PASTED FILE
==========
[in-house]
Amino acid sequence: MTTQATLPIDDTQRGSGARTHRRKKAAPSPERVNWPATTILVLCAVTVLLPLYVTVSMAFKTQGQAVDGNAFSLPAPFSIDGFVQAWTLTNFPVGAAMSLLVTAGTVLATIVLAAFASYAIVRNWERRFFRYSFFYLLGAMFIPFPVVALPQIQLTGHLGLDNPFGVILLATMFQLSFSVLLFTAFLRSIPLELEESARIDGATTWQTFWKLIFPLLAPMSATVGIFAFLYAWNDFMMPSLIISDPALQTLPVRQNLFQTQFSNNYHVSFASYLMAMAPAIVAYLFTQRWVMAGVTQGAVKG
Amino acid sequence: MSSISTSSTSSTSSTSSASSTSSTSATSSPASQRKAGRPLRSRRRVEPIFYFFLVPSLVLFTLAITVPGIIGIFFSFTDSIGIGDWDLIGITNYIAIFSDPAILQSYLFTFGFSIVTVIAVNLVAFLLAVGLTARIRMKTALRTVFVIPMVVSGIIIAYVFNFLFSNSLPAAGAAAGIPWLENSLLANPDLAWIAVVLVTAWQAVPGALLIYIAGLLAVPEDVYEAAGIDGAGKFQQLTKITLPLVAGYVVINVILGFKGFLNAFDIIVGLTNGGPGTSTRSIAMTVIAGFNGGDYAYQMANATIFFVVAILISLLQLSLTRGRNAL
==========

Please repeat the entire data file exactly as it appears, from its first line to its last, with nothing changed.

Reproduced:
[in-house]
Amino acid sequence: MTTQATLPIDDTQRGSGARTHRRKKAAPSPERVNWPATTILVLCAVTVLLPLYVTVSMAFKTQGQAVDGNAFSLPAPFSIDGFVQAWTLTNFPVGAAMSLLVTAGTVLATIVLAAFASYAIVRNWERRFFRYSFFYLLGAMFIPFPVVALPQIQLTGHLGLDNPFGVILLATMFQLSFSVLLFTAFLRSIPLELEESARIDGATTWQTFWKLIFPLLAPMSATVGIFAFLYAWNDFMMPSLIISDPALQTLPVRQNLFQTQFSNNYHVSFASYLMAMAPAIVAYLFTQRWVMAGVTQGAVKG
Amino acid sequence: MSSISTSSTSSTSSTSSASSTSSTSATSSPASQRKAGRPLRSRRRVEPIFYFFLVPSLVLFTLAITVPGIIGIFFSFTDSIGIGDWDLIGITNYIAIFSDPAILQSYLFTFGFSIVTVIAVNLVAFLLAVGLTARIRMKTALRTVFVIPMVVSGIIIAYVFNFLFSNSLPAAGAAAGIPWLENSLLANPDLAWIAVVLVTAWQAVPGALLIYIAGLLAVPEDVYEAAGIDGAGKFQQLTKITLPLVAGYVVINVILGFKGFLNAFDIIVGLTNGGPGTSTRSIAMTVIAGFNGGDYAYQMANATIFFVVAILISLLQLSLTRGRNAL